Smarter Packaging & Materials Handing


Desiccants protect goods from costly damage by adsorbing excess moisture during shipping and storage.

What are they?

Desiccant Bags are essentially desiccants packaged in porous materials that allow them to effectively absorb moisture inside packaging or storage containers to protect any number of products, including semi-conductors, electronic devices, food, equipment, machinery, military goods, metal components and many other valuables.

Why use them?

Moisture can quickly affect the value or even destroy many types of valuable goods, causing rust, corrosion, mildew, mould and device malfunction. By sealing goods inside packaging with the appropriate Desiccant, goods can be protected from moisture and maintain long shelf lives.

Condensation in your container? What are the causes?

Containerised cargo can be subjected to significant temperature variations when stored on deck in the sun, whilst in storage awaiting trans shipment, or whilst crossing the equator. As the temperature in the container rises the enclosed air is able to absorb more moisture. There are many sources of moisture in a container – the wooden floor and pallets, packaging material and possibly the cargo itself.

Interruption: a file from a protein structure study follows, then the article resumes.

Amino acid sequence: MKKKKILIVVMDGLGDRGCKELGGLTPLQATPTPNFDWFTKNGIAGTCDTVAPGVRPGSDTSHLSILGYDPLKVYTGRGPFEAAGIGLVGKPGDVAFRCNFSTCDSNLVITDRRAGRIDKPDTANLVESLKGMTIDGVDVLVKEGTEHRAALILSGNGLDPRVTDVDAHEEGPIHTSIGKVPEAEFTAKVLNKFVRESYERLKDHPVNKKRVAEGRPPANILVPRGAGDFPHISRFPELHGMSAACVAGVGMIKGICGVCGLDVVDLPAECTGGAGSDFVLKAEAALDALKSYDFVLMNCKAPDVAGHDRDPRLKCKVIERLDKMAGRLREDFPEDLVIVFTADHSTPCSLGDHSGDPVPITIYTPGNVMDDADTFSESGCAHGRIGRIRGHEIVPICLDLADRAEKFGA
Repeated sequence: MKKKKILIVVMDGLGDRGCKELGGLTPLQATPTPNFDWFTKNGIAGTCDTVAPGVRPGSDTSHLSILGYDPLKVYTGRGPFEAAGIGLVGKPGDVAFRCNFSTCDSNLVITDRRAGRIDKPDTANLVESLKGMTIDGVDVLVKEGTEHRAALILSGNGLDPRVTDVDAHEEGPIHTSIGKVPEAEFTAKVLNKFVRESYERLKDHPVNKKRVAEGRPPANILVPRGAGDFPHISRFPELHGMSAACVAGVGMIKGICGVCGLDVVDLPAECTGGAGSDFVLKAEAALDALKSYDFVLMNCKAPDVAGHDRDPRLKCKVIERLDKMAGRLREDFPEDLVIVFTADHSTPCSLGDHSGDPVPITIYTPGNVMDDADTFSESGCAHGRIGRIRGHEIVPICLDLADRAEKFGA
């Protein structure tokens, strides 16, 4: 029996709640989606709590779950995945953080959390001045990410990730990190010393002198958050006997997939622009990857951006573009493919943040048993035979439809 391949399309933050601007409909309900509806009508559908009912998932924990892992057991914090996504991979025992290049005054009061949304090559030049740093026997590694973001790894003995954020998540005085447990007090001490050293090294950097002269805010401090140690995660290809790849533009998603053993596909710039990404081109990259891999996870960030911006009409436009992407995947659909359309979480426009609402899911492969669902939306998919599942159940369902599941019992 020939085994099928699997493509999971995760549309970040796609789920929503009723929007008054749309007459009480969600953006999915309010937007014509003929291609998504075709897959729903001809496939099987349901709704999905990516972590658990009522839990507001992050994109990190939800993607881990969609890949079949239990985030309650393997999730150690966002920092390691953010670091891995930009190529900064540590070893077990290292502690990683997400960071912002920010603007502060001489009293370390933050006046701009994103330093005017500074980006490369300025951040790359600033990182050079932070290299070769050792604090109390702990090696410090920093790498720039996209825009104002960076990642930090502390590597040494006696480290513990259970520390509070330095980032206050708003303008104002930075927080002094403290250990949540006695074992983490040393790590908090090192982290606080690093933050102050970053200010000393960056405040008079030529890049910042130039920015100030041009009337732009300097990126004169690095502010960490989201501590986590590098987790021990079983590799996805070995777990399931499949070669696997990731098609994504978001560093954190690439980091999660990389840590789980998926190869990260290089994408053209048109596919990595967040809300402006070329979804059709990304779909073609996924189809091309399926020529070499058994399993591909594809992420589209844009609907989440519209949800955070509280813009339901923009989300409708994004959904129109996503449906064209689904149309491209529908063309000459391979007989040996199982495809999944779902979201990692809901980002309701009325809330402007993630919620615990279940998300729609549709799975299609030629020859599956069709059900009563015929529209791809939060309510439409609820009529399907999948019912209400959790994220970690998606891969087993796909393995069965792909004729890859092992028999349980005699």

Conversely, when there is a drop in temperature the air is not able to hold this extra moisture, which is then released in the form of condensation. The temperature at which this condensation takes place is called the dew point.

A typical cycle is;

  • As the temperature rises in a container, the enclosed air draws moisture from all possible sources inside the container, i.e. the wooden floor, pallets, product packaging and even the product itself.
  • Then as the temperature drops, i.e. during the night, during atmospheric changes, or when the ship moves into a colder climate, the moisture is released and condenses on the container’s roof and sides
  • The water that drips from the roof of the container (container rain), together with the condensation that forms on the product causes corrosion, mould, caking of powders, and damage to labels and packaging.
  • This process of warming and cooling repeats itself numerous times during a voyage, causing the damaging moisture cycle to repeat itself.